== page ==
World Bank Group Strategy for Fragility, Conflict and Violence

Update: Phase 2 consultations are open until January 16, 2020. webpage-teaser2

The World Bank Group has released its draft strategy for Fragility, Conflict and Violence (FCV). The objective of the strategy is to address the drivers of FCV in affected countries and their impact on vulnerable populations, with the ultimate goal of contributing to peace and prosperity. To ensure the strategy benefits from a wide range of inputs, the World Bank Group is undertaking global consultations to inform the strategy’s development.

Timeframe: April 2019 – January 2020

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Strategy for Fragility, Conflict and Violence (FCV)

The World Bank Group is developing its first strategy for Fragility, Conflict and Violence fragilityforum_logo(FCV). The overarching objective of the strategy is to address the drivers of FCV in affected countries and their impact on vulnerable populations, with the ultimate goal of contributing to peace and prosperity. The final strategy will seek to guide and systematize the World Bank Group’s work in FCV contexts over the next five years.

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Launching global consultations on the World Bank Group’s upcoming Strategy for Fragility, Conflict and Violence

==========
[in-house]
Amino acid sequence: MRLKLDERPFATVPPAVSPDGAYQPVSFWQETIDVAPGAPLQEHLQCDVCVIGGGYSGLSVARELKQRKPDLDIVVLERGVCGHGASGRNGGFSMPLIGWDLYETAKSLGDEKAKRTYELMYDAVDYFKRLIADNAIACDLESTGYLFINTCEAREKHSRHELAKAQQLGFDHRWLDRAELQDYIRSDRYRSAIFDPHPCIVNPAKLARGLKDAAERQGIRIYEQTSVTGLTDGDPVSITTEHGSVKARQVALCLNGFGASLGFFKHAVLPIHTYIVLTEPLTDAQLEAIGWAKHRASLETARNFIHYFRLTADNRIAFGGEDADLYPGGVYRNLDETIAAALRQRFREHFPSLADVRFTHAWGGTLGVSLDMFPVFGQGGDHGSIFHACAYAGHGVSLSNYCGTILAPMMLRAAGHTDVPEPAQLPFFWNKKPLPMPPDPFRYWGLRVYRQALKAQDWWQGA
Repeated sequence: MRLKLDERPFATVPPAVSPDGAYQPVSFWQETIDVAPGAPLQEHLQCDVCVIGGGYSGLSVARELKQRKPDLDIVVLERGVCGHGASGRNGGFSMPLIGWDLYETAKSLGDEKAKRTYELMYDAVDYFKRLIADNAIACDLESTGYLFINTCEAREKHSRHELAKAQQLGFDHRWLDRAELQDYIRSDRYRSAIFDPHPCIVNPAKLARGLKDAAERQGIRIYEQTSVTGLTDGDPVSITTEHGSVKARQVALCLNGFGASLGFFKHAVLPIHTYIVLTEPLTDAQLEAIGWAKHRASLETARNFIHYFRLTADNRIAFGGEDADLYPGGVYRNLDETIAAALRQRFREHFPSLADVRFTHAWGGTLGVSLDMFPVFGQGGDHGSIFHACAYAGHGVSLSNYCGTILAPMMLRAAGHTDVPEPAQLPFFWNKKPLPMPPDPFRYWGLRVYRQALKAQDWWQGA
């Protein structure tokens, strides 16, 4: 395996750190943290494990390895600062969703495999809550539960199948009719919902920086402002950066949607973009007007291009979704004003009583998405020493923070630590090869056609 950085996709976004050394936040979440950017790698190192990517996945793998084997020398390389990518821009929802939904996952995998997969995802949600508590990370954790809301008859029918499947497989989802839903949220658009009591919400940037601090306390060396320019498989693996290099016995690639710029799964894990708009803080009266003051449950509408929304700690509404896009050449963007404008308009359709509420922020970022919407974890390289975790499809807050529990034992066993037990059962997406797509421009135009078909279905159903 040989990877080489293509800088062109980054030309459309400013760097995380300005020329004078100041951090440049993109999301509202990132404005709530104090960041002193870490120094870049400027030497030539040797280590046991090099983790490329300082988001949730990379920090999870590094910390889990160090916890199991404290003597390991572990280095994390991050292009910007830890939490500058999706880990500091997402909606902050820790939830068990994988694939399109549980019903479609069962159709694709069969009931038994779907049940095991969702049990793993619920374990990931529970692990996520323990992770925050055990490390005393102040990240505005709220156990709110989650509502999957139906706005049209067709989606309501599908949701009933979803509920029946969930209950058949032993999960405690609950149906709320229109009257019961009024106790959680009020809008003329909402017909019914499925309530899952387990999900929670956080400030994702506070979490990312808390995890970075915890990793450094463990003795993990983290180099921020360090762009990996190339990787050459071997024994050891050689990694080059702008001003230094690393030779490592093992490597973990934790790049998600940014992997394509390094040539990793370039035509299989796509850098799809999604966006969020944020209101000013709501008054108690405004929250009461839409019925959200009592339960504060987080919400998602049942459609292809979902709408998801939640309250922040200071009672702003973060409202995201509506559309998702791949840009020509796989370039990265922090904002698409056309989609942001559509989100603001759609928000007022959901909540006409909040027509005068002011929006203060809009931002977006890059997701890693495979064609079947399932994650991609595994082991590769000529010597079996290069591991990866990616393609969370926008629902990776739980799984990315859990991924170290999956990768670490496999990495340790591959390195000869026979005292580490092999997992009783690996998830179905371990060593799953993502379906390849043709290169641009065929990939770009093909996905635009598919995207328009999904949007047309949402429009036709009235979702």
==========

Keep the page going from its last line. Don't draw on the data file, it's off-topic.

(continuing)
April marked the official launch of global consultations to inform the World Bank Boys Play Football Near IDP Camp in MogadishuGroup’s first-ever Strategy for Fragility, Conflict and Violence (FCV). Over the next two months, World Bank Group teams will engage with civil society and government representatives, as well as partner organizations and the private sector to discuss priorities and challenges in FCV situations , building on the comparative advantage of the Bank Group in fragile settings. As we embark on this process, the most relevant question for us is how to build on progress made and optimize our interventions to be our most effective on the ground, with special focus on making a lasting difference for the most vulnerable populations. Furthermore, in FCV settings, we know that no single organization can act alone – as the World Bank Group, this strategy is about positioning our analytical, operational, and convening power to contribute to broader international efforts in support of peace and prosperity.

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The ripple effects of war: How violence can persist after formal peace is declared

When I first visited the Democratic Republic of the Congo in 2007 as a public health menwomenchildrenkenyaresearcher, I was trying to understand the complex issue of how young men get recruited into rebel groups in war-torn regions of central Africa. What I learned was both surprising and heartbreaking: a person who experienced war violence as a child could be more likely to engage in conflict as a young adult. Young men who had experienced extreme war violence in their past would often state this as a reason to take up arms. Even more tragically, these same young men would often struggle to reintegrate peacefully into their communities when hostilities ended. The violence they had experienced their whole lives through war persisted within their homes and communities even when formal peace was declared.

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